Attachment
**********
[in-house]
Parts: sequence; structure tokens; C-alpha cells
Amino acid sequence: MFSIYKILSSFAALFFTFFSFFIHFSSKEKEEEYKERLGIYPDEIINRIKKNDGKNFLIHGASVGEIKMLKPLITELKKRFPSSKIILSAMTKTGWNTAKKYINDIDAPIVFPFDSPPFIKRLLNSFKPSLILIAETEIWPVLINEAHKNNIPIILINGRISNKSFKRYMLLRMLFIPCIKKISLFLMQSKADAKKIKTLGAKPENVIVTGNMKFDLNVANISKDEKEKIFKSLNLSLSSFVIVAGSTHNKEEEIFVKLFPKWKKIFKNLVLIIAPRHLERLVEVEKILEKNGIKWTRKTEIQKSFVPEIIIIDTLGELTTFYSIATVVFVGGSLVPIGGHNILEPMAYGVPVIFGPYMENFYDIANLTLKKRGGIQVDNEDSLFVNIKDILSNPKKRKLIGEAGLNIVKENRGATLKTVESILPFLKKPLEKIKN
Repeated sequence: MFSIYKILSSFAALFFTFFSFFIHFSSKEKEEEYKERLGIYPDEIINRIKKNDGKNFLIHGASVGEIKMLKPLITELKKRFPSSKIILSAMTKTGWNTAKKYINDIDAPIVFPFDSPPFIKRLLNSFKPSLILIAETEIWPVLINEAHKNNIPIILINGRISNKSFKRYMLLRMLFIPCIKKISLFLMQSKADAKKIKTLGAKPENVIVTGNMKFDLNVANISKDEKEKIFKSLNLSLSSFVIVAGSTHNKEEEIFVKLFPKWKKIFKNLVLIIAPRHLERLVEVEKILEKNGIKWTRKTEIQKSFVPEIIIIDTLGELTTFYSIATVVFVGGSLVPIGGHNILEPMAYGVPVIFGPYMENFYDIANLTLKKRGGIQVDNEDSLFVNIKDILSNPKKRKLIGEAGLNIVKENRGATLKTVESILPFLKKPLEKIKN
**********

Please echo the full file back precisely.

[in-house]
Parts: sequence; structure tokens; C-alpha cells
Amino acid sequence: MFSIYKILSSFAALFFTFFSFFIHFSSKEKEEEYKERLGIYPDEIINRIKKNDGKNFLIHGASVGEIKMLKPLITELKKRFPSSKIILSAMTKTGWNTAKKYINDIDAPIVFPFDSPPFIKRLLNSFKPSLILIAETEIWPVLINEAHKNNIPIILINGRISNKSFKRYMLLRMLFIPCIKKISLFLMQSKADAKKIKTLGAKPENVIVTGNMKFDLNVANISKDEKEKIFKSLNLSLSSFVIVAGSTHNKEEEIFVKLFPKWKKIFKNLVLIIAPRHLERLVEVEKILEKNGIKWTRKTEIQKSFVPEIIIIDTLGELTTFYSIATVVFVGGSLVPIGGHNILEPMAYGVPVIFGPYMENFYDIANLTLKKRGGIQVDNEDSLFVNIKDILSNPKKRKLIGEAGLNIVKENRGATLKTVESILPFLKKPLEKIKN
Repeated sequence: MFSIYKILSSFAALFFTFFSFFIHFSSKEKEEEYKERLGIYPDEIINRIKKNDGKNFLIHGASVGEIKMLKPLITELKKRFPSSKIILSAMTKTGWNTAKKYINDIDAPIVFPFDSPPFIKRLLNSFKPSLILIAETEIWPVLINEAHKNNIPIILINGRISNKSFKRYMLLRMLFIPCIKKISLFLMQSKADAKKIKTLGAKPENVIVTGNMKFDLNVANISKDEKEKIFKSLNLSLSSFVIVAGSTHNKEEEIFVKLFPKWKKIFKNLVLIIAPRHLERLVEVEKILEKNGIKWTRKTEIQKSFVPEIIIIDTLGELTTFYSIATVVFVGGSLVPIGGHNILEPMAYGVPVIFGPYMENFYDIANLTLKKRGGIQVDNEDSLFVNIKDILSNPKKRKLIGEAGLNIVKENRGATLKTVESILPFLKKPLEKIKN